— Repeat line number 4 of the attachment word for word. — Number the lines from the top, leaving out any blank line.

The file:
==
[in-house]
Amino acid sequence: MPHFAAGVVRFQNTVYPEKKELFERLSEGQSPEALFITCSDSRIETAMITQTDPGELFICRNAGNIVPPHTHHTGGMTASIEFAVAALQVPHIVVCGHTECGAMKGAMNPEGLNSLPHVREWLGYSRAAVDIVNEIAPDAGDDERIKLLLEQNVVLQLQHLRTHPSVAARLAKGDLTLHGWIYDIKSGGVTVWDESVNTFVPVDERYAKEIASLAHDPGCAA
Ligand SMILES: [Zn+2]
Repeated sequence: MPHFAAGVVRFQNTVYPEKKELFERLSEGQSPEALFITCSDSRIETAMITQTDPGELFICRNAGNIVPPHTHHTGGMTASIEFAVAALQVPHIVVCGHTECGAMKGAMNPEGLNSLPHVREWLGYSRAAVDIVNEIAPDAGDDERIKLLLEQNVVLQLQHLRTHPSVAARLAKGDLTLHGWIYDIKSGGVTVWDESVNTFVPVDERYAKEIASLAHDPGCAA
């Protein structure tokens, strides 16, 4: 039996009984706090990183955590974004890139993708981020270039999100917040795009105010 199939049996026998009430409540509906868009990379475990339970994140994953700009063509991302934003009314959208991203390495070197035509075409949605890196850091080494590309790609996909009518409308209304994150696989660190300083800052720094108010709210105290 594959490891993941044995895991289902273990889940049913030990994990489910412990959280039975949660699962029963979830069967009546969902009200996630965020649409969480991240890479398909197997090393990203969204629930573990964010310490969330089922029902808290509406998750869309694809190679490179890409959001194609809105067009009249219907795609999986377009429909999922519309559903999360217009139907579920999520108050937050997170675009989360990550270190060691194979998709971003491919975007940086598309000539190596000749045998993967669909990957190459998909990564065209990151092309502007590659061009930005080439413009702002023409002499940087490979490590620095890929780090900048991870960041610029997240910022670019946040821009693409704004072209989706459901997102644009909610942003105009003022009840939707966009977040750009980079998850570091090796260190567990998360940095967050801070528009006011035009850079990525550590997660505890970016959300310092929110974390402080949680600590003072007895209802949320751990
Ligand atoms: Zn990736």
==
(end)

Repeated sequence: MPHFAAGVVRFQNTVYPEKKELFERLSEGQSPEALFITCSDSRIETAMITQTDPGELFICRNAGNIVPPHTHHTGGMTASIEFAVAALQVPHIVVCGHTECGAMKGAMNPEGLNSLPHVREWLGYSRAAVDIVNEIAPDAGDDERIKLLLEQNVVLQLQHLRTHPSVAARLAKGDLTLHGWIYDIKSGGVTVWDESVNTFVPVDERYAKEIASLAHDPGCAA